The Playboy of the Western World Essay

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In the following review, Untermeyer asserts that the play "points with promise to the reincarnation of poetry in prose."

Under the fanfare of the wrangling schools, a new voice is making itself heard, and strange, peasant-like harmonies announce the advent of another figure. It is to simple but exotic strains—to the melodies of rustic flute and weatherbeaten strings that the spirit of J. M. Synge is disclosed—the spirit of bogs and peatmarshes, the spirit of unfettered poetry. Wild poetry itself is in his utterance, for although Mr. Synge writes entirely in prose, his sentences are so steeped in similes of the skies that his very commonplaces are filled and colored with all the nuances of rhythm. The sunlight filters through his lines and the spell of scenic splendor is over all his work. This very poetic quality is at one time the most obvious...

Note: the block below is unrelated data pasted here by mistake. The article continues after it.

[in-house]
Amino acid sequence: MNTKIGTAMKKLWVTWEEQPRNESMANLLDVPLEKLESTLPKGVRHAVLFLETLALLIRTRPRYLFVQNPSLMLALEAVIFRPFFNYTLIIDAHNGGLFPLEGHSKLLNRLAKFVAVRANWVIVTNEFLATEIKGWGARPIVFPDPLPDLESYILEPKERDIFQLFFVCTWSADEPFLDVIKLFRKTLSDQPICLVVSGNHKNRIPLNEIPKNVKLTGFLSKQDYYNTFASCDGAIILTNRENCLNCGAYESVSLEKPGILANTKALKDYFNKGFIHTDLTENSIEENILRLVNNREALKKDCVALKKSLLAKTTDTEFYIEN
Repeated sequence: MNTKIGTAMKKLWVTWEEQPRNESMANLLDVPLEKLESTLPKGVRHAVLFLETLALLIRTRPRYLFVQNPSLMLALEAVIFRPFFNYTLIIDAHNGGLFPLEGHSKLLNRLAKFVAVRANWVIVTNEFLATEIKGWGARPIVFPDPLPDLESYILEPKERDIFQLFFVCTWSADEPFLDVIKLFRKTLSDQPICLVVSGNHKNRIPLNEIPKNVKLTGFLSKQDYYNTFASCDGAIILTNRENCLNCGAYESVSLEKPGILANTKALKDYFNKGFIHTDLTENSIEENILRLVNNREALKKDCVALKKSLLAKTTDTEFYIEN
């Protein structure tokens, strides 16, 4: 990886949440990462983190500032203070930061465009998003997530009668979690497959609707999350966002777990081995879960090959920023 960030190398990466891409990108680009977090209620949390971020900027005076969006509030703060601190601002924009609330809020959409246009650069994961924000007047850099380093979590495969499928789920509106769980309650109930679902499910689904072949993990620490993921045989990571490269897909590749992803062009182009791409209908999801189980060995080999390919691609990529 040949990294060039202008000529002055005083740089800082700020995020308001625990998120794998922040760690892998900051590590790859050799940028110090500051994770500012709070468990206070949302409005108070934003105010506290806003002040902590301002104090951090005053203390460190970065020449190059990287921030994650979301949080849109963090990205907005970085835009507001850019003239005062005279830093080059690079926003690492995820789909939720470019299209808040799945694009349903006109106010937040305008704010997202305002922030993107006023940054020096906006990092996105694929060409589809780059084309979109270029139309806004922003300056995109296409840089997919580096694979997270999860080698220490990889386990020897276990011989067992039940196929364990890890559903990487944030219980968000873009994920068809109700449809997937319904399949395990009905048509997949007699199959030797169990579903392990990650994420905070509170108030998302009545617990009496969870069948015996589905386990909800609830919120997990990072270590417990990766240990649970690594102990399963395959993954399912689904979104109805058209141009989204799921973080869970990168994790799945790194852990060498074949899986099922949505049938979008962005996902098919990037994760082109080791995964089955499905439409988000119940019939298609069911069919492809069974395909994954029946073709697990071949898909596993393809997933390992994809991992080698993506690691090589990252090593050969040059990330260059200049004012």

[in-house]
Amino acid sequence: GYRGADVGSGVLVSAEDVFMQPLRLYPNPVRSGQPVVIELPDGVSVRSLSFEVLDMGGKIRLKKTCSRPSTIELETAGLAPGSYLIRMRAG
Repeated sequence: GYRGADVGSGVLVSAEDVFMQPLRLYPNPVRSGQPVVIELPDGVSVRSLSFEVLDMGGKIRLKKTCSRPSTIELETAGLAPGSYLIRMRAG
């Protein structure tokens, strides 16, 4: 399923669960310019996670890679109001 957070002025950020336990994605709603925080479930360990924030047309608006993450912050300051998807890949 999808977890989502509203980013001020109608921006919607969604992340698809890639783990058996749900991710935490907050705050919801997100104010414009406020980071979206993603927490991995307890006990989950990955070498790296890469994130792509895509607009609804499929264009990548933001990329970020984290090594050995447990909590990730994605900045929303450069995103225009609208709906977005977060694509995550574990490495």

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This section contains 1,844 words
(approx. 5 pages at 400 words per page)
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The Playboy of the Western World from Drama for Students. ©2005-2006 Thomson Gale, a part of the Thomson Corporation. All rights reserved.